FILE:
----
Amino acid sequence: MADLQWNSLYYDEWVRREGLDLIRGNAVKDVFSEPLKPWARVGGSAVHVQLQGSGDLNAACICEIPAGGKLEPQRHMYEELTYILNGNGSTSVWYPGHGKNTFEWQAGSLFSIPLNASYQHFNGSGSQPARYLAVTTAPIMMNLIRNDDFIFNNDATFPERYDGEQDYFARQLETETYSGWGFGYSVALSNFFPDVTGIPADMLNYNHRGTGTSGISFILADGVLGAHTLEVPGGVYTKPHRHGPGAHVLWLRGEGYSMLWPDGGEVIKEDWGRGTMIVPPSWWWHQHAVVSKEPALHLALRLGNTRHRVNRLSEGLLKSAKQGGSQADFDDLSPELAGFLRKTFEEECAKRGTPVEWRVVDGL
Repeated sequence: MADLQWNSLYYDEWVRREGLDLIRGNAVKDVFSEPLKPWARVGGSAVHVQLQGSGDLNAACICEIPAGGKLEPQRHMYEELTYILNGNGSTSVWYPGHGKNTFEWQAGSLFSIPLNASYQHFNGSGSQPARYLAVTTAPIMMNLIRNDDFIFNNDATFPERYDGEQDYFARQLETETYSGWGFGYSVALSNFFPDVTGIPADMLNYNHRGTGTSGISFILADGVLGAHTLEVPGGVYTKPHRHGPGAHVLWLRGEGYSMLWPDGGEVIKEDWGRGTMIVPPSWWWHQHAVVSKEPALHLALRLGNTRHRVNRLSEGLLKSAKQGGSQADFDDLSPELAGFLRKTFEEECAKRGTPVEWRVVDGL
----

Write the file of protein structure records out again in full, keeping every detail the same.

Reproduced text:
Amino acid sequence: MADLQWNSLYYDEWVRREGLDLIRGNAVKDVFSEPLKPWARVGGSAVHVQLQGSGDLNAACICEIPAGGKLEPQRHMYEELTYILNGNGSTSVWYPGHGKNTFEWQAGSLFSIPLNASYQHFNGSGSQPARYLAVTTAPIMMNLIRNDDFIFNNDATFPERYDGEQDYFARQLETETYSGWGFGYSVALSNFFPDVTGIPADMLNYNHRGTGTSGISFILADGVLGAHTLEVPGGVYTKPHRHGPGAHVLWLRGEGYSMLWPDGGEVIKEDWGRGTMIVPPSWWWHQHAVVSKEPALHLALRLGNTRHRVNRLSEGLLKSAKQGGSQADFDDLSPELAGFLRKTFEEECAKRGTPVEWRVVDGL
Repeated sequence: MADLQWNSLYYDEWVRREGLDLIRGNAVKDVFSEPLKPWARVGGSAVHVQLQGSGDLNAACICEIPAGGKLEPQRHMYEELTYILNGNGSTSVWYPGHGKNTFEWQAGSLFSIPLNASYQHFNGSGSQPARYLAVTTAPIMMNLIRNDDFIFNNDATFPERYDGEQDYFARQLETETYSGWGFGYSVALSNFFPDVTGIPADMLNYNHRGTGTSGISFILADGVLGAHTLEVPGGVYTKPHRHGPGAHVLWLRGEGYSMLWPDGGEVIKEDWGRGTMIVPPSWWWHQHAVVSKEPALHLALRLGNTRHRVNRLSEGLLKSAKQGGSQADFDDLSPELAGFLRKTFEEECAKRGTPVEWRVVDGL